Ruth Armstrong. Credit: Family of Ruth Armstrong

Ruth Armstrong — artist, community activist, and Berkeley Path Wanderers co-founder — died on Jan. 24 at age 71 in Cambria, California. Fellow co-founder Jacque Ensign credits Ruth with coming up with the idea for a group of like-minded citizens dedicated to the stewardship of the public paths and stairways in Berkeley. 

“In 1997, Ruth posted a flyer for a meeting at the North Berkeley Library and a nice-sized group showed up,” remembers Ensign; attendees included sitting councilmember Betty Olds, who was a strong early supporter of the effort. By 1998 the Berkeley Path Wanderers Association was established by four women: Ruth, Jacque Ensign, Pat DeVito, and Eleanor Hall Gibson. Jacque also credits Ruth for coming up with the group’s name, as Ruth had hiked for years in Germany during her childhood, and latched onto the German word for hiking: wandern.

Ruth Armstrong was born and grew up in the Van Nuys area of Los Angeles. She attended UCLA then moved north to Berkeley to attend the California College of Arts and Crafts (now known as California College of Art, CCA) where she earned her bachelor’s with distinction in 1975. 

This story was first published by the Berkeley Path Wanderers Association

Ruth married and had two sons, Damian and Alex Moskovitz, who grew up rambling the hills of Berkeley by their family home near Codornices Park. Ruth hiked nearly every day, all over — not just the paths, but also on the trails of Tilden Park. Damian recalls exploring with his mother, looking for the hidden public stairways and paths. There was no map of the pathways at that time, and many of the paths in the hills had city property set aside for them but were never built. The public pathways had no signage, and many were blocked by fences from neighboring houses, making them unpassable. Creating a map of the city streets, parks, and all the public paths (built and unbuilt) became one of the driving missions of the BPWA. 

Creating community in the city’s parks was also one of Ruth’s passions, and she used her artistic talent to design inventive play structures for parks with no playgrounds for young children. Damian recalls beautifully crafted models his mother made for tot playgrounds in Live Oak, Codornices and Glendale-La Loma parks. Ruth’s quiet, behind-the-scenes, yet very effective lobbying skills persuaded the City of Berkeley to implement her designs to build the playgrounds, which are much used and loved to this day.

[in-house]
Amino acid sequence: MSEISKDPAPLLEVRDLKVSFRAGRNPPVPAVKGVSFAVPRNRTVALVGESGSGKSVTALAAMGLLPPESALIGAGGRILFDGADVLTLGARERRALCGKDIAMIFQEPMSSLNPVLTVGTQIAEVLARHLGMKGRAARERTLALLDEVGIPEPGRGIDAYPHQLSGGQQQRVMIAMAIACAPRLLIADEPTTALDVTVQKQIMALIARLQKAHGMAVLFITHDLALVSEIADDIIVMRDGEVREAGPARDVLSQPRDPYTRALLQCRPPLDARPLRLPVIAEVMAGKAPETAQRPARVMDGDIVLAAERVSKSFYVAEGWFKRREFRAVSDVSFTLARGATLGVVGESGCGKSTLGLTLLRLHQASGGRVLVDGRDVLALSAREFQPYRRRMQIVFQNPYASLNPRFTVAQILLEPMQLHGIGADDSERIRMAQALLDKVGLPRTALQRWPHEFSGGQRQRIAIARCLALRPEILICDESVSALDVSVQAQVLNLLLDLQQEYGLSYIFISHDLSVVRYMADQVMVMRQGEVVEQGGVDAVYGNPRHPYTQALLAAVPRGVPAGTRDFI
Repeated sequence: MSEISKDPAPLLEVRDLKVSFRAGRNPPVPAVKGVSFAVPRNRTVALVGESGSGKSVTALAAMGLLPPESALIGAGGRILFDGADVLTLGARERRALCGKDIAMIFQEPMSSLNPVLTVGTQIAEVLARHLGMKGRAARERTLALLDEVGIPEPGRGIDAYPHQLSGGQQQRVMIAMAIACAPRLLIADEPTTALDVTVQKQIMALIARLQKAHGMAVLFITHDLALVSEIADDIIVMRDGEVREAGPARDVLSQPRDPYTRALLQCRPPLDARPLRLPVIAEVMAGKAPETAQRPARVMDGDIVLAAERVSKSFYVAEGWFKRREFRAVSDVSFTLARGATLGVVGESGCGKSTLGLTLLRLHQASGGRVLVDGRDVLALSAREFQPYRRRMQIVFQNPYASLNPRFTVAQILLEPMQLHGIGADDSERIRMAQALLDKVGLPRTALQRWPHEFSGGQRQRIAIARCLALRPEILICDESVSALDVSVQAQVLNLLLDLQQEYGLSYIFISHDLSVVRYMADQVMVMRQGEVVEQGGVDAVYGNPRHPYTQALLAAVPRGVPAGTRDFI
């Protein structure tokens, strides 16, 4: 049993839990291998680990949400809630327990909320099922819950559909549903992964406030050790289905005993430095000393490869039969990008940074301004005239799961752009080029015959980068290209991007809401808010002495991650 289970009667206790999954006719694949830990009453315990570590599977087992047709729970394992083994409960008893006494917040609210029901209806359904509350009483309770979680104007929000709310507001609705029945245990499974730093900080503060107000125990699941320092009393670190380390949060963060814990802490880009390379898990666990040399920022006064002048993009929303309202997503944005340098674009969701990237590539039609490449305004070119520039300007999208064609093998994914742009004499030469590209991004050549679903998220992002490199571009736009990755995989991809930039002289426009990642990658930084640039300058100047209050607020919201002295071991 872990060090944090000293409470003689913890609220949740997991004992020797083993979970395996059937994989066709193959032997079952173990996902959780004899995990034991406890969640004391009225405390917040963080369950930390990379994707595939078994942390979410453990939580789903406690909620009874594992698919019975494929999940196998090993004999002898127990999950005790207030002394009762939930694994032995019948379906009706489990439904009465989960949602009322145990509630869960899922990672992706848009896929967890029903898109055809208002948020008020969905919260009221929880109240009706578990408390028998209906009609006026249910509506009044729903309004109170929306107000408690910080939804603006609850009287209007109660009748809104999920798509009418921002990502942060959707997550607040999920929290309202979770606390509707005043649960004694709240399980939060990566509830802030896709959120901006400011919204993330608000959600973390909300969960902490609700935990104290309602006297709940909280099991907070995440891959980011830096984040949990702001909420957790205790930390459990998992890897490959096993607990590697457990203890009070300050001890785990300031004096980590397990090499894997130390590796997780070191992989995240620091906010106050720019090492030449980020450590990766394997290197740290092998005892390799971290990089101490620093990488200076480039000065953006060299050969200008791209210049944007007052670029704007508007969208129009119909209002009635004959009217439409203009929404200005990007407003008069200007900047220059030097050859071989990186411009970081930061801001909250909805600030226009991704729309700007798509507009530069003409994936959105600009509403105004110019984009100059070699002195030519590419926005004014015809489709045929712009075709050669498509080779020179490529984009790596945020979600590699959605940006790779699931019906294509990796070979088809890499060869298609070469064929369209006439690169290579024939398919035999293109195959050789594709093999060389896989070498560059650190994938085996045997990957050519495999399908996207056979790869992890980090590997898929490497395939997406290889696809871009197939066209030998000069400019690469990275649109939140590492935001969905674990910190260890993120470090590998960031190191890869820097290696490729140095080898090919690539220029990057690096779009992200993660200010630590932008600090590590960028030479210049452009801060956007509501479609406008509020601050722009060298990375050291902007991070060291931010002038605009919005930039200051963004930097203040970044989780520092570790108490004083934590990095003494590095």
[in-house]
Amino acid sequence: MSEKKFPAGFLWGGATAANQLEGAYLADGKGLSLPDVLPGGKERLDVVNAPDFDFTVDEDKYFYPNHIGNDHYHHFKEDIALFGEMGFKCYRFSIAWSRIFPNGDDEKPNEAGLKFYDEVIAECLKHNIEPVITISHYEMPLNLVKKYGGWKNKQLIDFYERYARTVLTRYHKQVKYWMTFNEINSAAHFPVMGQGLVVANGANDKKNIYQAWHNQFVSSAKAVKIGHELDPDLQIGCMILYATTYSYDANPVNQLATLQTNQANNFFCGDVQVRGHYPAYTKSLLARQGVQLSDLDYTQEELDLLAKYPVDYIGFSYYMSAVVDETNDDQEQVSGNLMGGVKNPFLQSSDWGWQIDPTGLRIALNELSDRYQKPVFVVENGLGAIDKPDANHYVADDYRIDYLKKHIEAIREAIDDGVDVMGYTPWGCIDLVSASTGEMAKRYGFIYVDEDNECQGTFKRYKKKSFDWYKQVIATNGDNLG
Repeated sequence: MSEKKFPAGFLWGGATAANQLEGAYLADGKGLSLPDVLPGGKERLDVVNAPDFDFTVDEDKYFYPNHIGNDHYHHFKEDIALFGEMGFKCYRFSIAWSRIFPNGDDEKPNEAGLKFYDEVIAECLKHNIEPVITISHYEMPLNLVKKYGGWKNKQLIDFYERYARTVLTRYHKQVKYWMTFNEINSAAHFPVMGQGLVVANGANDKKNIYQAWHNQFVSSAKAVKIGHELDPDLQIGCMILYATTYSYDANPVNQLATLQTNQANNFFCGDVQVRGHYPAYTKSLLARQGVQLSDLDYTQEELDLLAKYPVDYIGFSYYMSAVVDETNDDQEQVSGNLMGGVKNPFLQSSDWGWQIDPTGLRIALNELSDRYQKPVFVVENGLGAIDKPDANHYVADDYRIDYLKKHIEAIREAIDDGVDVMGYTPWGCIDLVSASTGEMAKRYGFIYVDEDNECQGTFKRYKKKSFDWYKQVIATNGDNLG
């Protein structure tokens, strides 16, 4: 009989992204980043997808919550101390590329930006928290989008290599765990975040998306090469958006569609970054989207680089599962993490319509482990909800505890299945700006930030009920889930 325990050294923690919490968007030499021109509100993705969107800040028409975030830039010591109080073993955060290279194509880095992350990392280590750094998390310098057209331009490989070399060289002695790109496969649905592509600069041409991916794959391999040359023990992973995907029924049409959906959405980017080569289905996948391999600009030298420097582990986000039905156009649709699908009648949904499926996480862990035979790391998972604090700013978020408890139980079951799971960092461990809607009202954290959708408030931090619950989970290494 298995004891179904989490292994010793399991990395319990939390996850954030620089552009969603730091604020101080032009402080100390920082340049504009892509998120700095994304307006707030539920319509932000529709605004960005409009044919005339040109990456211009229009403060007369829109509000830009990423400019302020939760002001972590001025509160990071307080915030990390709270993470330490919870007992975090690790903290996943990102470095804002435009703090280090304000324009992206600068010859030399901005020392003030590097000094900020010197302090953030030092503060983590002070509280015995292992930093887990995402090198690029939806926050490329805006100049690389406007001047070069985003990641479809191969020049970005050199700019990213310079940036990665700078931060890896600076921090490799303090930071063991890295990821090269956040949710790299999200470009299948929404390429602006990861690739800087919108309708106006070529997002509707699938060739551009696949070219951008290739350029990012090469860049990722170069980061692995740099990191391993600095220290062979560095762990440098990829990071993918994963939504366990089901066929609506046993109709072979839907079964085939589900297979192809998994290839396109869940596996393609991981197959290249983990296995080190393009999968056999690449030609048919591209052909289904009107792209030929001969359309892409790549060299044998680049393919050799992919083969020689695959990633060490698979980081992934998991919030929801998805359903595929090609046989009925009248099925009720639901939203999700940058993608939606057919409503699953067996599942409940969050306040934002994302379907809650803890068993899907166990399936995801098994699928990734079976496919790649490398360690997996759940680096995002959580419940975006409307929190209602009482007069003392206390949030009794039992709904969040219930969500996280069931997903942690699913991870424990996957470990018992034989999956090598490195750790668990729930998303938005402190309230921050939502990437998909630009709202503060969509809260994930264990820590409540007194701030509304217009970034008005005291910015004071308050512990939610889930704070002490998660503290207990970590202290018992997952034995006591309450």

Armstrong designed this beloved play structure at Codornices Park, as well as others at Live Oak and Glendale-La Loma parks. Credit: Colleen Neff

Ruth’s friend from those days, Teri Gerritz, remembers Ruth as “a free-spirited legend, small in stature but speaking loudly without being loud; an artist who liked making and encouraging others in functional art outdoors for the betterment of the community.” 

Ruth Armstrong Path is between Hearst and Berkeley Way in downtown Berkeley. Credit: Colleen Neff

In the early 2000s, Ruth moved down to the village of Cambria to take care of her elderly mother and decided to make it her new home. She continued to be a working artist inspired by the natural world. A fellow Cambrian, Tom Cochrun, wrote of his friend Ruth: “She introduced people. She was a wonder at matching folks with new friends. It was Ruth’s mission to make sure everyone knew each other.” 

Just this past year, the City of Berkeley named four public paths for the four co-founders of the BPWA. Ruth’s son Damian reports that his mother was thrilled and so very proud of this honor. You can walk Ruth Armstrong Path, a pedestrian continuation of Walnut Street between Hearst Avenue and Berkeley Way. The brand new signs were recently placed at each end of the path.

On Feb. 22, Councilmember Sophie Hahn closed the Berkeley City Council meeting in honor of Armstrong. “Berkeley is so grateful for Ruth Armstrong’s contributions to the community as the lead founder of the Path Wanderers and champion of path revitalization and accessibility,” Hahn said. “We are saddened by her death, but glad that the path renaming for all founders was able to take place before she passed away.”

Now in its 24th year, the Berkeley Path Wanderers Association is forever indebted to Ruth Armstrong for her love of the public pathways and for her visionary leadership that continues on with today’s dedicated path stewards.

Armstrong is survived by sons Damian Moskovitz and Alex Moskovitz, and her two living sisters, Alice Armstrong and Jessie Cyr.

A meeting of the first Berkeley Path Wanderers Association board, circa 1998. From left to right, Charlie Bowen, Susan Schwartz, Tom Edwards, Maggie Hodges, Eleanor Hall Gibson, Ruth Armstrong, Patricia DeVito, and Jay Cross. Credit: Berkeley Path Wanderers Association